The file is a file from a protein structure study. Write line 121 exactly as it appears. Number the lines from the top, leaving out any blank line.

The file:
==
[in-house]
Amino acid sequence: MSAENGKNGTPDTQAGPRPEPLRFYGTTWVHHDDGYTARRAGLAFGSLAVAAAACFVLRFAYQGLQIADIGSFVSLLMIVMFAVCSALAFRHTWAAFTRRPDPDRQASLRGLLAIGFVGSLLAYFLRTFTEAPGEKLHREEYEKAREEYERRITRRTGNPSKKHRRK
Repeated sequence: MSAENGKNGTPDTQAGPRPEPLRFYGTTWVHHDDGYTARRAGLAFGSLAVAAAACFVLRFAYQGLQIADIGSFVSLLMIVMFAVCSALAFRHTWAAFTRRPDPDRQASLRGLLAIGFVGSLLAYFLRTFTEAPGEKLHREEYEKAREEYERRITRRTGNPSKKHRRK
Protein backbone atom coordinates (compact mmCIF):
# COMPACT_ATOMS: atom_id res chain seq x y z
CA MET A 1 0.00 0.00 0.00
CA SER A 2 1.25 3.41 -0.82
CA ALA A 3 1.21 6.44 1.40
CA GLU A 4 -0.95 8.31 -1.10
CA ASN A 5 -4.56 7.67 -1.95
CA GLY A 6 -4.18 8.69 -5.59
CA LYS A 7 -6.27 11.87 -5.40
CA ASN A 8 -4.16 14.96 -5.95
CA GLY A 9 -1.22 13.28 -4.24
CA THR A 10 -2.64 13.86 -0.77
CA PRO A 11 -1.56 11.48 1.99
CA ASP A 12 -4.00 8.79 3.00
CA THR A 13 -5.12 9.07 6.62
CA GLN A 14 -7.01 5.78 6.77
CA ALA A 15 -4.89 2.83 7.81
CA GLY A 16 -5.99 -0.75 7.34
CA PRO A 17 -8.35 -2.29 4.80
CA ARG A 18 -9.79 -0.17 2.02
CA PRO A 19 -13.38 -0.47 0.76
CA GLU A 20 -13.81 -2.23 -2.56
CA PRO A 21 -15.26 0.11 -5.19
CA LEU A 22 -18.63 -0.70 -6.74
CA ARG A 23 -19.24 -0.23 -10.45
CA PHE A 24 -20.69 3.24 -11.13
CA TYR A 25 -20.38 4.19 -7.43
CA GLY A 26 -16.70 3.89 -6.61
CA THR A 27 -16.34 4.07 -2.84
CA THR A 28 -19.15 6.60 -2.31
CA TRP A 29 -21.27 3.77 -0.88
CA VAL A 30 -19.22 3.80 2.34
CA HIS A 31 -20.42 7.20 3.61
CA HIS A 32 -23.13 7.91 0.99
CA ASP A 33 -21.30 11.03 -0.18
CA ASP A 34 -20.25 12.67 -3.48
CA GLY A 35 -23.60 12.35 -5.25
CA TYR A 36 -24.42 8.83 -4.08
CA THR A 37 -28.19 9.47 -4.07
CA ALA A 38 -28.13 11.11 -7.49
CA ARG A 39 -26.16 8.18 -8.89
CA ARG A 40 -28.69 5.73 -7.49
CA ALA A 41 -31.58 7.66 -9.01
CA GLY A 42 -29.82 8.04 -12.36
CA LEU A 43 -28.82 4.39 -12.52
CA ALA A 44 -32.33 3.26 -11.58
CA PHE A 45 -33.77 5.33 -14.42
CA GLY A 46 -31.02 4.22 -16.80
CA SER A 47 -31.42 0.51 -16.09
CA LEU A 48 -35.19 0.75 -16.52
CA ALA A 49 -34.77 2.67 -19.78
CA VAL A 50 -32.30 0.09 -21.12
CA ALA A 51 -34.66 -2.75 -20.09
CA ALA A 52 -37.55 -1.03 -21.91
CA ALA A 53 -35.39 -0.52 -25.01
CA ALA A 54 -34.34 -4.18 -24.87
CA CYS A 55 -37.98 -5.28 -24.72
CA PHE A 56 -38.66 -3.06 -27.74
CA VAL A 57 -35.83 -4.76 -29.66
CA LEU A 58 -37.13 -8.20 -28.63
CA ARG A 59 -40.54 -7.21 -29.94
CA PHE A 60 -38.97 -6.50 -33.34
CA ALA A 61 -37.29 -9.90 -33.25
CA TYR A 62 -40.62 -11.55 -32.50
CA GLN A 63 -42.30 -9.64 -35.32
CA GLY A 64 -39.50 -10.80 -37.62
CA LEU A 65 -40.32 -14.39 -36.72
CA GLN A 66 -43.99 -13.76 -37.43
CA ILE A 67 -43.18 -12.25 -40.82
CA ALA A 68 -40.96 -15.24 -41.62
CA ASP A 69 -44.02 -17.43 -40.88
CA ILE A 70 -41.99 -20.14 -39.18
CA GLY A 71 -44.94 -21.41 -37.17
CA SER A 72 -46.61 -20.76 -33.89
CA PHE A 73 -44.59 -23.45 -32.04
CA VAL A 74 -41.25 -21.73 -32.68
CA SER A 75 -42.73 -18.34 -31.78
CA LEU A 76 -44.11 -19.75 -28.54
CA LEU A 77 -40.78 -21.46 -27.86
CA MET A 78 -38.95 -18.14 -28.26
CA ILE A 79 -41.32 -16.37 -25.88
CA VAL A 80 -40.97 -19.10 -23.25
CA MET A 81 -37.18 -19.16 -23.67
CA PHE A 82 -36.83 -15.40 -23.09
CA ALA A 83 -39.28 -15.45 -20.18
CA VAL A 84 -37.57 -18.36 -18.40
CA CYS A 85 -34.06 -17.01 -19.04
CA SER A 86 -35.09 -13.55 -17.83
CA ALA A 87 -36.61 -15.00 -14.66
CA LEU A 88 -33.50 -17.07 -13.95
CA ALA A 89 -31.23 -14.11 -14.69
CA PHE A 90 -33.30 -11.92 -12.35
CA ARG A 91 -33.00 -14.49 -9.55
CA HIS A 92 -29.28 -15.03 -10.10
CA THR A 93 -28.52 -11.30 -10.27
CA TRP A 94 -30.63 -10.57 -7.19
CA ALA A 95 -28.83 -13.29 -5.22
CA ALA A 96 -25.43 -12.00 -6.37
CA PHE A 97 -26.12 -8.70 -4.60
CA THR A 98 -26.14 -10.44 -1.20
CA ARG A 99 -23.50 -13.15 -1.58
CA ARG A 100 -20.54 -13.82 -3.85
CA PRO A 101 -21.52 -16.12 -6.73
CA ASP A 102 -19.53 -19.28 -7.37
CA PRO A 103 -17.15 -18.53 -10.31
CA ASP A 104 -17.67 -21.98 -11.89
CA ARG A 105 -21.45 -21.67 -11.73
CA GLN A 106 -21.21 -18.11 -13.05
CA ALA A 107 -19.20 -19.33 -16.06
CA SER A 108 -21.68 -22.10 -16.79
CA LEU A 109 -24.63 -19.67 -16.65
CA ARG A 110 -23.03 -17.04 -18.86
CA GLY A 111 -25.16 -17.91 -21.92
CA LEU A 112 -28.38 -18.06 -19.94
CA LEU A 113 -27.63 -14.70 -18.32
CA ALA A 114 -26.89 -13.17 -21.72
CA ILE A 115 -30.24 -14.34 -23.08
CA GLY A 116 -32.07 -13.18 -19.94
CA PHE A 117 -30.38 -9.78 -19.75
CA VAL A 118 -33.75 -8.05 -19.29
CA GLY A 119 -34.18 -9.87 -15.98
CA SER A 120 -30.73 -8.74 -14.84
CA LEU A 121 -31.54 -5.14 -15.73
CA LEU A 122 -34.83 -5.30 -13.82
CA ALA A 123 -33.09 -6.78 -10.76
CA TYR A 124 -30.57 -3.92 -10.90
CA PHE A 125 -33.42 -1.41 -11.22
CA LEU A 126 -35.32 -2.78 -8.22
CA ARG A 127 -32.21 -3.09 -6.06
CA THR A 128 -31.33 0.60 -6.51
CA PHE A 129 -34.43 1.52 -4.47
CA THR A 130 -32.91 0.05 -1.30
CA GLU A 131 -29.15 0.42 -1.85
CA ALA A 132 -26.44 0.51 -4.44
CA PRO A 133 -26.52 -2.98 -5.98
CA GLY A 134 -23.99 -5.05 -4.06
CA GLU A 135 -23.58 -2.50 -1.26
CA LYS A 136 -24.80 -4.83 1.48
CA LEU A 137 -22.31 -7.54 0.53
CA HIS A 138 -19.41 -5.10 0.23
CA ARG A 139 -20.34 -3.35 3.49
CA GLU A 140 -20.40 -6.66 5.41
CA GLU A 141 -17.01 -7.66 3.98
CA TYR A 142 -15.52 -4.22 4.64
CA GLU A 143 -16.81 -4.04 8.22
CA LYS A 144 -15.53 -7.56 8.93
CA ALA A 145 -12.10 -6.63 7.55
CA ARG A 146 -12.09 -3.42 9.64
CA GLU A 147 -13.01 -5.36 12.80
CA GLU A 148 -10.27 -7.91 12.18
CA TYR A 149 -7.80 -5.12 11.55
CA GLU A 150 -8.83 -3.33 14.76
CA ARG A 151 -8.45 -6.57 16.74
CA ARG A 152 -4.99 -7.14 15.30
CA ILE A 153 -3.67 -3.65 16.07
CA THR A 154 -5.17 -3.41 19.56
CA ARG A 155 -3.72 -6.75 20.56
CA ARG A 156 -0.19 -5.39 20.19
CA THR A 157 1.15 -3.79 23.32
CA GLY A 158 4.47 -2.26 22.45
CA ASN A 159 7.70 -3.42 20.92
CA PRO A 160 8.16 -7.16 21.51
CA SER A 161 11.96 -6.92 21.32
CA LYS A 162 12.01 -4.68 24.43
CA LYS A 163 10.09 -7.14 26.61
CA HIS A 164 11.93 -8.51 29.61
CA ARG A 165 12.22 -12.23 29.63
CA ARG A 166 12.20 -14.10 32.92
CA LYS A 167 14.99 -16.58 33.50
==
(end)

CA GLY A 116 -32.07 -13.18 -19.94